Remote and isolated work
From 1 January 2014 a duty holder will be required to manage risks to the health and safety of remote or isolated work and implement control measures that include effective communication with remote and isolated workers:
- Remote or isolated work, in relation to a worker, means work that is isolated from the assistance of other persons because of location, time or the nature of the work.
- Assistance includes rescue, medical assistance and the attendance of emergency service workers.
- The Managing the Work Environment and Facilities Code of Practice 2011 provides detail on possible control measures.
Providing an effective means of communication for remote or isolated workers, means ensuring that they can access the assistance of emergency services.
A worker may be isolated even if other people are close by. For example, a community nurse working in the middle of the city conducting clinical visits at night could be considered an isolated worker. In this case, the worker may require some form of duress alarm to enable access to assistance in the case of an emergency.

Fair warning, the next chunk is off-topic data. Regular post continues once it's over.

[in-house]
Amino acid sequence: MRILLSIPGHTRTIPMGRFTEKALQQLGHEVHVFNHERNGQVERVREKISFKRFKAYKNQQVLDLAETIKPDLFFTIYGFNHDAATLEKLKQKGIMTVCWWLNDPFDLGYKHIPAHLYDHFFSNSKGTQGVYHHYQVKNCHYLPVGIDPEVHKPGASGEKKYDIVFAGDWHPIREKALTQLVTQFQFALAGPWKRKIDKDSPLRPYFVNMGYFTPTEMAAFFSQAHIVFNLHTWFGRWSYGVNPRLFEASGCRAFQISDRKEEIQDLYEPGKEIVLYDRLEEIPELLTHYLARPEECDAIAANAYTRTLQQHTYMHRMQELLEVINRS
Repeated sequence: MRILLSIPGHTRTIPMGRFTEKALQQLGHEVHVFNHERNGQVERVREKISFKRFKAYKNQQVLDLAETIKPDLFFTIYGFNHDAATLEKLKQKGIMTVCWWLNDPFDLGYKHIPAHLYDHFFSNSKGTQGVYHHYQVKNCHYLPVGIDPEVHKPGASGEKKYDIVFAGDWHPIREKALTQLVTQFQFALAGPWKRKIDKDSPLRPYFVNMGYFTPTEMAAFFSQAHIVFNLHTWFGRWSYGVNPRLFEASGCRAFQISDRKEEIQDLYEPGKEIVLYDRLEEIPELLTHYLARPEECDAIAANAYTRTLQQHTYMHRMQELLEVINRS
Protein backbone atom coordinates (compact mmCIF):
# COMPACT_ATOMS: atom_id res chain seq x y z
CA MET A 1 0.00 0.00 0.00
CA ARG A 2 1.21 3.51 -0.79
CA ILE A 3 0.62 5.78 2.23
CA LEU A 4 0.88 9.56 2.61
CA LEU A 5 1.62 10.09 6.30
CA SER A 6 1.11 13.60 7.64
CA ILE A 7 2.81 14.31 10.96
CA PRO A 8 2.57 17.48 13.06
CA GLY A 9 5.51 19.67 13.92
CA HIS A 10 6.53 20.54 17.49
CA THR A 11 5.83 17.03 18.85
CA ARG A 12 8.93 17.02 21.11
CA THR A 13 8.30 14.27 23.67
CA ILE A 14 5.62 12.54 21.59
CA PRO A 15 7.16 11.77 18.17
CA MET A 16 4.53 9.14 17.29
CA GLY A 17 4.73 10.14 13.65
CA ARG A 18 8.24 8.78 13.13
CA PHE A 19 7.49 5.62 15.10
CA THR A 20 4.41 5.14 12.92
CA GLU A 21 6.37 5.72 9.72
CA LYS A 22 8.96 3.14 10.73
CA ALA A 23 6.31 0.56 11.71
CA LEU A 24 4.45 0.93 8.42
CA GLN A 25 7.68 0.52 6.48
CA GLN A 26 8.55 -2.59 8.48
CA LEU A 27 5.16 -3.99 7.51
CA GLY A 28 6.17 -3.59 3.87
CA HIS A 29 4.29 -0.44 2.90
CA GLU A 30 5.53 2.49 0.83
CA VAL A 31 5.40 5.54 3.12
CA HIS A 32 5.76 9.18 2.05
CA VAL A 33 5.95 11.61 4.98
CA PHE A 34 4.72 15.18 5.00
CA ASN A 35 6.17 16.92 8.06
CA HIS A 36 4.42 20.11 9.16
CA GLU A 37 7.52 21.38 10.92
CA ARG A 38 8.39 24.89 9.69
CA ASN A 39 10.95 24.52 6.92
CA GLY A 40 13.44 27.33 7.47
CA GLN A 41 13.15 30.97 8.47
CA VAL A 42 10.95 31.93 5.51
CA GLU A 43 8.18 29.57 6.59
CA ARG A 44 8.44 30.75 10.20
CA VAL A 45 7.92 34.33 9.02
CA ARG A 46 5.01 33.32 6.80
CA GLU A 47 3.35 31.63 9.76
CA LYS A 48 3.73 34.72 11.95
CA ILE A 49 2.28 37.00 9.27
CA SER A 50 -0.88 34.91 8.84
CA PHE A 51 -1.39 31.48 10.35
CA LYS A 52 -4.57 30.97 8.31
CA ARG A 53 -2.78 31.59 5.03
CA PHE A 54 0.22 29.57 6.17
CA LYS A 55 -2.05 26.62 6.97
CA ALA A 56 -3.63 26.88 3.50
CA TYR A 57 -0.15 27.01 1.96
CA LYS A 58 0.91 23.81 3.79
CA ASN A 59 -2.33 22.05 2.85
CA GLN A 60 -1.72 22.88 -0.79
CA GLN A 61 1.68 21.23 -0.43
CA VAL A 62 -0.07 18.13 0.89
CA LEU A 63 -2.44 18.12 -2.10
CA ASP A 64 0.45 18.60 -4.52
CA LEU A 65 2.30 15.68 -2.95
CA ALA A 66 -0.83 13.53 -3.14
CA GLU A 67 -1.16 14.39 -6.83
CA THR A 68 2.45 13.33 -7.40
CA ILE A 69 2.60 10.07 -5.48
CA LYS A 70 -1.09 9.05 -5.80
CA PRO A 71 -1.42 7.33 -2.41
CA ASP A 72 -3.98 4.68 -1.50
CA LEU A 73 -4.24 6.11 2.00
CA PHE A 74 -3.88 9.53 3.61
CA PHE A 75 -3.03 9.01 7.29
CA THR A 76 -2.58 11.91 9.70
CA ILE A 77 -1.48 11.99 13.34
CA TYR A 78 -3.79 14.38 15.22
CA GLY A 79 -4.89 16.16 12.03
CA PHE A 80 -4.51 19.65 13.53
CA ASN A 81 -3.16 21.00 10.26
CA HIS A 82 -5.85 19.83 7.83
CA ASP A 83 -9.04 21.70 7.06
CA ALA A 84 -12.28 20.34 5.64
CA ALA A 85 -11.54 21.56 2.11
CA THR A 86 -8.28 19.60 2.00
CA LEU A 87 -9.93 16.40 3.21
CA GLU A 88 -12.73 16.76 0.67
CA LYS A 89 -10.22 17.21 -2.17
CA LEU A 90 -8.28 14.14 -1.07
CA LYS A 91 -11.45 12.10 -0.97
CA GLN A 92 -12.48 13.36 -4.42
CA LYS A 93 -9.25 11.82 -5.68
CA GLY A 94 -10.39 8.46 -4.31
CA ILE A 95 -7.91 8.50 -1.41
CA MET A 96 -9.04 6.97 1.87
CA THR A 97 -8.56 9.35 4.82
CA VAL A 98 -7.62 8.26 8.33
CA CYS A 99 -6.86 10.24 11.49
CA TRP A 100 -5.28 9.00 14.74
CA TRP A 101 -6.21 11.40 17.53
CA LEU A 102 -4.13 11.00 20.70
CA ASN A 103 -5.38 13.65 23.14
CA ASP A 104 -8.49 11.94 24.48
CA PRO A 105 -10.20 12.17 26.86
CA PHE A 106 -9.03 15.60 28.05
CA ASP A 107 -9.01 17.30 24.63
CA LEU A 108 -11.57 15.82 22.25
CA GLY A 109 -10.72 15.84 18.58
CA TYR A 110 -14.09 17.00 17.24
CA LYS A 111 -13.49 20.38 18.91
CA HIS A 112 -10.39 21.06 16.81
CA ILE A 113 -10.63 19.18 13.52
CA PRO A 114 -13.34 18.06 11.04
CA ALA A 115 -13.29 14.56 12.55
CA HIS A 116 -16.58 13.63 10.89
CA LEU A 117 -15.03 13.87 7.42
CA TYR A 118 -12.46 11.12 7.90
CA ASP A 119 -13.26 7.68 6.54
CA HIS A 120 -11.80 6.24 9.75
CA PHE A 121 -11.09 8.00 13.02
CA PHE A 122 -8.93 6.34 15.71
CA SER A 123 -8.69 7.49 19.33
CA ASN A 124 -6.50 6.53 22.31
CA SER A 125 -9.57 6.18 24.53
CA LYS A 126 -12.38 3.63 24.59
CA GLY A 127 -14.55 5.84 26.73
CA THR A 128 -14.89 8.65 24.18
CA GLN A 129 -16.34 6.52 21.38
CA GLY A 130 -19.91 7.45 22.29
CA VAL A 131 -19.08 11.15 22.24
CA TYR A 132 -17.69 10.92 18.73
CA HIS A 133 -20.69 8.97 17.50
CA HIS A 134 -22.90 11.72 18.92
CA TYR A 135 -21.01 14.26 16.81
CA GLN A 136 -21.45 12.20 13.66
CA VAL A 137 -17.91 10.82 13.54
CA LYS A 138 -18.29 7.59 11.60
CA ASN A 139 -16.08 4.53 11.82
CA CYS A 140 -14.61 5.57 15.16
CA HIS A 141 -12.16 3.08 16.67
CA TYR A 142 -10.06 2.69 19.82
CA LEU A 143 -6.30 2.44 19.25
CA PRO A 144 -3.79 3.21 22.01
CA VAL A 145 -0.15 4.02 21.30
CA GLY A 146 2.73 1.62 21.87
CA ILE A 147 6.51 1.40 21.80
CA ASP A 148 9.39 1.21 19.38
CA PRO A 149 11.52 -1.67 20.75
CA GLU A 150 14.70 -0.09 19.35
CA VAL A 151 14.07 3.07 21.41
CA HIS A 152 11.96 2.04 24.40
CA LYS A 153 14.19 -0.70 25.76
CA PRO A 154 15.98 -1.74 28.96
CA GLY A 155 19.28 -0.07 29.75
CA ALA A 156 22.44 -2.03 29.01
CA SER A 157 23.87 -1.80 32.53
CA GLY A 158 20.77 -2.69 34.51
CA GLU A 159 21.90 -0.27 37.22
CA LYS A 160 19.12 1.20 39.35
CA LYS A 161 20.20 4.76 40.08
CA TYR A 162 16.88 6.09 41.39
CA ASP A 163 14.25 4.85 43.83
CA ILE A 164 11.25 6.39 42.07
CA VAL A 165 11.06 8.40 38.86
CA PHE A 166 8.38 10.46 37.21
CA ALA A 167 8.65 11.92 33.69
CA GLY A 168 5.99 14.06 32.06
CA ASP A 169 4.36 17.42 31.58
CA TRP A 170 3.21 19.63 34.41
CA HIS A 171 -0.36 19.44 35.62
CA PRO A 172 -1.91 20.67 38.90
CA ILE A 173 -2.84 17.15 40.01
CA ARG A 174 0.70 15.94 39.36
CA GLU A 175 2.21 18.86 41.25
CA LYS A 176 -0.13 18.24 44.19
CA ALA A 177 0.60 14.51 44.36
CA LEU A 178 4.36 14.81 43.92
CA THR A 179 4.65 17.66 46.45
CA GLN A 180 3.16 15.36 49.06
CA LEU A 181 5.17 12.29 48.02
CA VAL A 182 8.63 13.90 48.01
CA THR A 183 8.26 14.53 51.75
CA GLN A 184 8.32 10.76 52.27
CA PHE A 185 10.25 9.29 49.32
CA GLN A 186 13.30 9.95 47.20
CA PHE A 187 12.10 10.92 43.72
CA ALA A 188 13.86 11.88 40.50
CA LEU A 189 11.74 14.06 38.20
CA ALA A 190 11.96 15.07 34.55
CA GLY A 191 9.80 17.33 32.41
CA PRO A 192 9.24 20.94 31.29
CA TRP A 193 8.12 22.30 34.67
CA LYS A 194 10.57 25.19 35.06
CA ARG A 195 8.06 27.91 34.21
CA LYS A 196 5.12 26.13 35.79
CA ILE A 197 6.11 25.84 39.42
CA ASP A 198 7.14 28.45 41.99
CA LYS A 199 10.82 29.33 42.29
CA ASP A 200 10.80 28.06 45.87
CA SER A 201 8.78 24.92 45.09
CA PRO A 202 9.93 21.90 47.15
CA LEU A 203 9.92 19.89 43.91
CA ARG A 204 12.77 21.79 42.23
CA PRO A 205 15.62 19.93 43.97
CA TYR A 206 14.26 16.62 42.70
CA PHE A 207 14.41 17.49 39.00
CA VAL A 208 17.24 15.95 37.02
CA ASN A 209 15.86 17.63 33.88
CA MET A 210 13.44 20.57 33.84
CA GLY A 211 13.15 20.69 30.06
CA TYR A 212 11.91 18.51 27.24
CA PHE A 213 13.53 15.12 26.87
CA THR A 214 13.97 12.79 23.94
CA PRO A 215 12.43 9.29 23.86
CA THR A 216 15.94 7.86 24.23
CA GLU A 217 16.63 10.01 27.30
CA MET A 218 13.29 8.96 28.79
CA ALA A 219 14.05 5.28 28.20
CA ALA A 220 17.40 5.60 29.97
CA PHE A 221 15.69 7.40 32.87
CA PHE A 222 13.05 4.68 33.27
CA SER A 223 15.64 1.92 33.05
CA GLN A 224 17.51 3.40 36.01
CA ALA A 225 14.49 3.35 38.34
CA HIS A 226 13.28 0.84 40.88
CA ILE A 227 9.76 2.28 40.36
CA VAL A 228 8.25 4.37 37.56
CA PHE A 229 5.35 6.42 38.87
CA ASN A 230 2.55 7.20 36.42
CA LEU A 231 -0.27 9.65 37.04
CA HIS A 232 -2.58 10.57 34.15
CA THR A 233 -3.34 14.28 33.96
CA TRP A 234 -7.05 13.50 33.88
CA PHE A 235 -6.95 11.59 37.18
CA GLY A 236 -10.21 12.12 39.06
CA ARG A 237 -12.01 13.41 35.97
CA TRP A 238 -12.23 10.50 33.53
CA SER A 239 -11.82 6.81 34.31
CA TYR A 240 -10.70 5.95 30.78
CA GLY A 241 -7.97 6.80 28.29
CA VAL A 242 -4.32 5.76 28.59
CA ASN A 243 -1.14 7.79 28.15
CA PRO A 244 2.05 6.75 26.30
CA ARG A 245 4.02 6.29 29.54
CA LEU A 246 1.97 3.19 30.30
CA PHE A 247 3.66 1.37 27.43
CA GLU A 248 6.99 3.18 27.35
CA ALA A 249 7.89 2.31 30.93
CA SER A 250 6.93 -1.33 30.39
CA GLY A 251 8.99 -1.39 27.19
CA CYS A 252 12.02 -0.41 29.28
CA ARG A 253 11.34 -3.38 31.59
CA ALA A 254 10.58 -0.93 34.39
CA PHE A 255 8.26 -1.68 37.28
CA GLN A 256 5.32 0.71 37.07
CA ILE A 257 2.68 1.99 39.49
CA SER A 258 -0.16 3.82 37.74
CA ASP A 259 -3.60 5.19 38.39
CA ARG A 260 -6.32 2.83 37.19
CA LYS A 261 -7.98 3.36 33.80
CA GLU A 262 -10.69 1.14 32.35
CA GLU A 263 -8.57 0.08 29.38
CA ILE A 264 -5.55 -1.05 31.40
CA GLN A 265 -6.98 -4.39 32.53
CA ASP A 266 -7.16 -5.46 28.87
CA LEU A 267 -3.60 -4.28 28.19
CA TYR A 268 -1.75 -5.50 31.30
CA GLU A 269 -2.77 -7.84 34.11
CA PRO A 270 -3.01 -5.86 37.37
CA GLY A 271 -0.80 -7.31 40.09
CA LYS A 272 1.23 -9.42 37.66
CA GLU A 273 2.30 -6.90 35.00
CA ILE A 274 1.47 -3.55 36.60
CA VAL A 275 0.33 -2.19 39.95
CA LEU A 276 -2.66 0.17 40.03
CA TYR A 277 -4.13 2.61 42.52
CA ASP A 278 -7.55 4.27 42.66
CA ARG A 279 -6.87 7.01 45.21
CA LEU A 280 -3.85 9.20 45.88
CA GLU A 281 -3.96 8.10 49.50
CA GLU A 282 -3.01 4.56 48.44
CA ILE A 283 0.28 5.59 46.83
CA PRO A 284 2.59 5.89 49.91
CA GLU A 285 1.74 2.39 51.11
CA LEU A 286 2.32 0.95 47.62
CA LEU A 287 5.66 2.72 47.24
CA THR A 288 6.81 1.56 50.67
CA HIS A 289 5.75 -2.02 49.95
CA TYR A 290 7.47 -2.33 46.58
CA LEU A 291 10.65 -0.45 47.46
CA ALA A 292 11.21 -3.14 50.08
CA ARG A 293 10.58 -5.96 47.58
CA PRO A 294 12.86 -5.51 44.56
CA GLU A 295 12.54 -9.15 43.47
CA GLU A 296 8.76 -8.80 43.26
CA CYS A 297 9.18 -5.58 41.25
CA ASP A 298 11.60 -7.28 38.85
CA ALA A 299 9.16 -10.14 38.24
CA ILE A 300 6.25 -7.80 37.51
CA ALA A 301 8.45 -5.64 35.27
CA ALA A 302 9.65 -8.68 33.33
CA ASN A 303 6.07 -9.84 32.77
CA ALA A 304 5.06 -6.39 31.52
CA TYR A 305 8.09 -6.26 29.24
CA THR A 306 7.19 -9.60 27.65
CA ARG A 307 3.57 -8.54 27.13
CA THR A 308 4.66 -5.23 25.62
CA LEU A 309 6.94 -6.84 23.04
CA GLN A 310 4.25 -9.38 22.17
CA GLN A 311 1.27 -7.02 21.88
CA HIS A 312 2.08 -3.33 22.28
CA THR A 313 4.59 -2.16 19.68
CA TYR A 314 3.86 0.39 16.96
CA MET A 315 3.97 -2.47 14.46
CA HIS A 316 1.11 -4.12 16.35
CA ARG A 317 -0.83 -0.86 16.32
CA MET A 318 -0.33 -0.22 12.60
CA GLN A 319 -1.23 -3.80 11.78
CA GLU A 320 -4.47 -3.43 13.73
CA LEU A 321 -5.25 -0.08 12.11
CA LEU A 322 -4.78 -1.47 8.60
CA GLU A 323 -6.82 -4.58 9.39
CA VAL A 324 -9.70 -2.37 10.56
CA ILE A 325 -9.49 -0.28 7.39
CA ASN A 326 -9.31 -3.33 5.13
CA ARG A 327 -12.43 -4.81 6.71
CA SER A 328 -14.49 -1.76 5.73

In contrast, a hundred workers in a base camp in rural Queensland could also be considered to be remote and isolated workers. In that situation, the PCBU needs to consider whether these workers require access to a satellite phone in order to access medical or emergency services and, if so, ensure that they are trained to its use.
- Last updated
- 15 September 2015
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